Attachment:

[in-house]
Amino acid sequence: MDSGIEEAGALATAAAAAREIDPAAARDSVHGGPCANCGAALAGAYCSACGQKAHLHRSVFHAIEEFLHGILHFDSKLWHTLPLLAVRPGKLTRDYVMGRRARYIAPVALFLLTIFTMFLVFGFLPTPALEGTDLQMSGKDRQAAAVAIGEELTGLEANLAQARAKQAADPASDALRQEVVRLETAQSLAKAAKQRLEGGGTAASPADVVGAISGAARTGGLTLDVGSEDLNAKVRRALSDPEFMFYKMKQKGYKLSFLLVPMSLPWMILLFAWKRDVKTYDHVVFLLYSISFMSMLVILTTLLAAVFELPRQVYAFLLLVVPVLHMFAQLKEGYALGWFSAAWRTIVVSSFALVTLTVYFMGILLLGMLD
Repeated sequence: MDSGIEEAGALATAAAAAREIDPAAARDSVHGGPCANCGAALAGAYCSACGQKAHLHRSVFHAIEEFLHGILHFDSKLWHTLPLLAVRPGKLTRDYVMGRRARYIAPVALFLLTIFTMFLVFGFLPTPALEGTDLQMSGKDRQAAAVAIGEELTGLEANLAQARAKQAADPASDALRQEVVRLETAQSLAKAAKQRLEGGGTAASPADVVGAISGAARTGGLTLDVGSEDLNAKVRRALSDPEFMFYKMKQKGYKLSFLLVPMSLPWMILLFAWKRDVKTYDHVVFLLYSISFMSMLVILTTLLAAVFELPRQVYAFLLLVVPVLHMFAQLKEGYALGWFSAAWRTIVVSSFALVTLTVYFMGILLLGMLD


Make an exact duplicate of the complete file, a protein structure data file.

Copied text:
[in-house]
Amino acid sequence: MDSGIEEAGALATAAAAAREIDPAAARDSVHGGPCANCGAALAGAYCSACGQKAHLHRSVFHAIEEFLHGILHFDSKLWHTLPLLAVRPGKLTRDYVMGRRARYIAPVALFLLTIFTMFLVFGFLPTPALEGTDLQMSGKDRQAAAVAIGEELTGLEANLAQARAKQAADPASDALRQEVVRLETAQSLAKAAKQRLEGGGTAASPADVVGAISGAARTGGLTLDVGSEDLNAKVRRALSDPEFMFYKMKQKGYKLSFLLVPMSLPWMILLFAWKRDVKTYDHVVFLLYSISFMSMLVILTTLLAAVFELPRQVYAFLLLVVPVLHMFAQLKEGYALGWFSAAWRTIVVSSFALVTLTVYFMGILLLGMLD
Repeated sequence: MDSGIEEAGALATAAAAAREIDPAAARDSVHGGPCANCGAALAGAYCSACGQKAHLHRSVFHAIEEFLHGILHFDSKLWHTLPLLAVRPGKLTRDYVMGRRARYIAPVALFLLTIFTMFLVFGFLPTPALEGTDLQMSGKDRQAAAVAIGEELTGLEANLAQARAKQAADPASDALRQEVVRLETAQSLAKAAKQRLEGGGTAASPADVVGAISGAARTGGLTLDVGSEDLNAKVRRALSDPEFMFYKMKQKGYKLSFLLVPMSLPWMILLFAWKRDVKTYDHVVFLLYSISFMSMLVILTTLLAAVFELPRQVYAFLLLVVPVLHMFAQLKEGYALGWFSAAWRTIVVSSFALVTLTVYFMGILLLGMLD